Barely 12 hours after the government announced a massive cut in small savings interest rates, came the U-Turn. Early morning on April 1, the government rolled back the rate cuts. No, it wasn’t an April’s fool’s joke.
But for now, we must focus on the public provident fund (PPF), whose interest rate was also sought to be cut, but now reinstated. During the first 5 days of April every year, there assumes significance. If you know how PPF interest is calculated, then you would understand why many savers invest in PPF before 5th of every month. And some take it even further and invest full Rs 1.5 lac quota at the start of the financial year, i.e. between April 1-4.
But does it really matter as much? That you should lose sleep over this idea of investing Rs 1.5 lakh in PPF in the first few days of April? The month of April has just begun.
Before we discuss that, let us quickly see how PPF interest is calculated. This assumes significance as many people invest Rs 1.5 lakh in PPF before 5th April. The interest is calculated on a monthly basis on the minimum balance in the PPF account between the 5th and the end of that month. So if you invest after the 5th of a month, then you accrue interest on the previous month’s balance alone. But if you invest on or before the 5th, then you also get interest on the current month’s contribution in addition to the previous month’s balance. It is for this mathematical reason that investing before 5th of a month makes sense.
Also read: The government’s U-Turn on small savings interest rates: Should you continue with small saving schemes?
PPF interest – the secret of April 1-4
Suppose your PPF balance on 31st March 2021 was Rs 10 lac. Now let’s compare depositing Rs 1.5 lac before 5th April and after 5th April 2021.
Suppose you invest Rs 1.5 lakh on April 3, i.e. before April 5. So the new PPF balance on 3rd April would be Rs 11.5 lakh (i.e. Rs 10 lakh from earlier plus Rs 1.5 lakh in fresh contribution). Now as per the rule, the minimum balance between April 5-30 would be Rs 11.5 lakh. So the monthly interest on the minimum PPF balance between April 5-30 would be (7.1%/12) * Rs 11.5 lakh = Rs 6,804.
Now let’s say that you delay be a few days and invest Rs 1.5 lakh on April 7, i.e. after April 5. The PPF balance on April 7 would be Rs 11.5 lakh. But the balance on dates 5th and 6th would still be Rs 10 lakh. Therefore, the minimum balance between April 5-30 would be Rs 10 lakh (on dates 5th and 6th as it increases to Rs 11.5 lakh only after 7th April). So the monthly interest on the minimum PPF balance between 5th and 30th here would be (7.1%/12) * Rs 10 lac = Rs 5,917.
As you can see, the difference ain’t much. And from next month onwards, the minimum balance every month would be the same as you would have already exhausted the full Rs 1.5 lakh limit in April itself.
Note - PPF interest is calculated monthly but credited only once at the end of FY. So there is no monthly compounding of interest.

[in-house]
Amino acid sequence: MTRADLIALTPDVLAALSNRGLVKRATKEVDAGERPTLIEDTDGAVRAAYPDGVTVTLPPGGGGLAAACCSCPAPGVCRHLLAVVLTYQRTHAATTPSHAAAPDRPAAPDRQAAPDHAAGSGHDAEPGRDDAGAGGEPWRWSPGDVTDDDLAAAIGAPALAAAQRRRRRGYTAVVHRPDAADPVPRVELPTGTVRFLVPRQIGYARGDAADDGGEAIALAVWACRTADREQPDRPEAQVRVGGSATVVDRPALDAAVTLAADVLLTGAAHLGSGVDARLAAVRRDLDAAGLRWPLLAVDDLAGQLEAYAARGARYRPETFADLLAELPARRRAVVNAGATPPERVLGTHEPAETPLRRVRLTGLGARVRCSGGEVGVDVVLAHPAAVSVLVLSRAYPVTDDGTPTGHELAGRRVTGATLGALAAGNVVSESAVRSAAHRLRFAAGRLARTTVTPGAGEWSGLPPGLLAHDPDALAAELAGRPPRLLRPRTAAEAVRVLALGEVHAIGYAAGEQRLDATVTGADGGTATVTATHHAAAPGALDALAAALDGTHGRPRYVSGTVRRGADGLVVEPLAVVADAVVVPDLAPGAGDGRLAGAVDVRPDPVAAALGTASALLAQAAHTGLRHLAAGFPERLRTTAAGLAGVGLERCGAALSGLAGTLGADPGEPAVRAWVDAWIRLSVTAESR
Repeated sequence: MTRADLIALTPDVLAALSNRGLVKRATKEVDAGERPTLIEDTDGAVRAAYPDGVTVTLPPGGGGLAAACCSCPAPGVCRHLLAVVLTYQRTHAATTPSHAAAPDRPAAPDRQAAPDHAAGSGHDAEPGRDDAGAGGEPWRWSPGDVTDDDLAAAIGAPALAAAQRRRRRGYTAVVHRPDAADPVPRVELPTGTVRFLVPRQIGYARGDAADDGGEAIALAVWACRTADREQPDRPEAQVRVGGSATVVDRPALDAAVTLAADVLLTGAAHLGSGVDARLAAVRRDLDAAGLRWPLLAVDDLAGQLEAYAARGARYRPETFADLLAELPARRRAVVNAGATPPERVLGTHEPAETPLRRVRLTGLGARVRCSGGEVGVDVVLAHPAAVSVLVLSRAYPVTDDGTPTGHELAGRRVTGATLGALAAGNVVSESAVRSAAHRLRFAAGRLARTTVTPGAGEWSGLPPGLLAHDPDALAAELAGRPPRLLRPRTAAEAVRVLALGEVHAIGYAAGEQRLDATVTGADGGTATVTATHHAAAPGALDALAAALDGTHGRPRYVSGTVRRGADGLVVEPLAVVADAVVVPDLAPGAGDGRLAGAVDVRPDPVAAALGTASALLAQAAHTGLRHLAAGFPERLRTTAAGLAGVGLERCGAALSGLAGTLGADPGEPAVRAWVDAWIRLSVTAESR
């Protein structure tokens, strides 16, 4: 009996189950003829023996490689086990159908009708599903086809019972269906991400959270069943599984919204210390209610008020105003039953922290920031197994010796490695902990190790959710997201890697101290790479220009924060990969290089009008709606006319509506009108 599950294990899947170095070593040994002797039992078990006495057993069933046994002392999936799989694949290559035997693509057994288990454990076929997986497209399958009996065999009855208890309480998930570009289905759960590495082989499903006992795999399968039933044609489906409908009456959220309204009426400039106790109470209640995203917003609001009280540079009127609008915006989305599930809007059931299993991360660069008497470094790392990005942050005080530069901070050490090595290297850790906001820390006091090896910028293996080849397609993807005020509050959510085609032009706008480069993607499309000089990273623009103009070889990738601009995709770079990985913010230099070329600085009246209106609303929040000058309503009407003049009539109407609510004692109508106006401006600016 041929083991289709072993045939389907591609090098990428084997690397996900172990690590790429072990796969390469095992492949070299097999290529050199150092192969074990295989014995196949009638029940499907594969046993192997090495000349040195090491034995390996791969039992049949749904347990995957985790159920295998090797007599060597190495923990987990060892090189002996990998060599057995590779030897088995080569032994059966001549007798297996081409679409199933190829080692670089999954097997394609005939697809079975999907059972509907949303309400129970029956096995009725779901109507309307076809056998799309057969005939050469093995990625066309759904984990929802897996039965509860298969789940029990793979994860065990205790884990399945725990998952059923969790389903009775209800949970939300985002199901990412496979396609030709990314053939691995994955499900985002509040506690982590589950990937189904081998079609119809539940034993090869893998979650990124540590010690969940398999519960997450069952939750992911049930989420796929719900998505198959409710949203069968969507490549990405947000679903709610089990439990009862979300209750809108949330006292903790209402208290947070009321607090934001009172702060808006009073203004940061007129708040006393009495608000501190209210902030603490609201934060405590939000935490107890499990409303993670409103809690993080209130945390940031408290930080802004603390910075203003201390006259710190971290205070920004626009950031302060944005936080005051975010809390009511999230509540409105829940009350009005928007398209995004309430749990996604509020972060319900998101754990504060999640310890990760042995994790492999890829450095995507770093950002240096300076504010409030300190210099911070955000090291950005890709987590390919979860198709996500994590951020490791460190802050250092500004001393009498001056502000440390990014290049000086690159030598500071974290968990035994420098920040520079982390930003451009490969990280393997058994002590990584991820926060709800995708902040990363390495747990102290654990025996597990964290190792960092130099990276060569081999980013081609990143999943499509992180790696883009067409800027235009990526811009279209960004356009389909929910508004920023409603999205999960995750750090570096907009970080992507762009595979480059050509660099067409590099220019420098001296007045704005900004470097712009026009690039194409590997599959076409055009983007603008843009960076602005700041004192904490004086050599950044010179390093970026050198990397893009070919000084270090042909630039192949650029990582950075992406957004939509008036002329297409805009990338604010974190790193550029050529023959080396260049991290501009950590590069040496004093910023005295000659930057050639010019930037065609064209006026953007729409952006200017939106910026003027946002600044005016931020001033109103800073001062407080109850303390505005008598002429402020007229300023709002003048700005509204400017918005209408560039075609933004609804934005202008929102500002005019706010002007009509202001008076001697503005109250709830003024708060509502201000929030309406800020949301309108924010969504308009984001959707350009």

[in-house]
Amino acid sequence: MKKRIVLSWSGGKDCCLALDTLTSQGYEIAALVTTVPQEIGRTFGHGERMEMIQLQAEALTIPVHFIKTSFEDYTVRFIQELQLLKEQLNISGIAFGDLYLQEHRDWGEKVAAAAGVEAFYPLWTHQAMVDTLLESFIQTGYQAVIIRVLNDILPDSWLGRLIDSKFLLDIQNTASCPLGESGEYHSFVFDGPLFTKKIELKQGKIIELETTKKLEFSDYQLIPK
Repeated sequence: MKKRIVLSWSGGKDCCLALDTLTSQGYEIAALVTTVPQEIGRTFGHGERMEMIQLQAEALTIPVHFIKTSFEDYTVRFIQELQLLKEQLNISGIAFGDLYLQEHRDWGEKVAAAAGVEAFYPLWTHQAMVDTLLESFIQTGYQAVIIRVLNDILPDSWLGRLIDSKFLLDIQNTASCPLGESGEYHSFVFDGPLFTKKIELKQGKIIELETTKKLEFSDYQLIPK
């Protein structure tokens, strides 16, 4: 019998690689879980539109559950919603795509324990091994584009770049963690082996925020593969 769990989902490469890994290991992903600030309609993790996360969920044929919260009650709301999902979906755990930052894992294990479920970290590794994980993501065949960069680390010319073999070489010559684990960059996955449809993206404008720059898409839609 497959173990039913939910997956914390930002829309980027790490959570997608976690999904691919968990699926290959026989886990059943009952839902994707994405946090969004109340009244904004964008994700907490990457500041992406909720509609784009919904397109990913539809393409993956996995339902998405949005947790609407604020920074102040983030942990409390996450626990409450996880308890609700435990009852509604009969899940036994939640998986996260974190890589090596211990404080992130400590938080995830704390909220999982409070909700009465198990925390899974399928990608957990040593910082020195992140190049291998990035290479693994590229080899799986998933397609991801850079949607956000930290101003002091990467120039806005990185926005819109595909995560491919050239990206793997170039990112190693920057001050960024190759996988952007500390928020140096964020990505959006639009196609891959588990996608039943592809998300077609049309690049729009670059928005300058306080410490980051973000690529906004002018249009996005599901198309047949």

To be sure, it’s not wrong to invest the full amount as early as possible in the financial year. I am just saying that it hardly matters. The difference in the final amount in either case is not very large. So it’s an unnecessary discussion in my view.
But if you can invest comfortably before 5th April, then go ahead and do it. But if you can’t, then it’s still fine. The interest you get will be slightly lower if you delay or stagger your PPF contributions.
Also read: Here are 3 options once your PPF account matures after 15 years
Despite government’s U-Turn, is PPF a good investment?
Also in this discussion of maximizing PPF returns by investing before 5th April, it should not be lost on investors that it is far more important is to ensure that they have proper asset allocation in your portfolio. PPF is a long-term instrument. But when investing for the long term, most investors need to have adequate exposure to equity to have a chance at getting inflation-beating returns.
Just investing in PPF won’t be enough for your goals.
Already provident fund rates are headed lower. As we saw, just a day back, the government decided to cut PPF rates drastically from 7.1% to 6.4% but for some reason (mostly political), decided to shelve the idea.
So you need to accept that sooner or later, risk-free PPF rates will head lower in this low-rate environment. As a result, you now need to invest seriously in other high-return potential options as well. Therefore instead of patting yourself for fully exhausting the PPF limit at the start of the financial year, figure out instead how much to invest in debt (like PPF, etc.) and how much to invest in equity and then invest accordingly under a proper asset allocation of goal-based financial plan.
The lure of trying to maximize PPF interest might be attractive but it won’t help you in the long run. So don’t invest in random goals like PPF interest maximization and end up missing forest for the trees.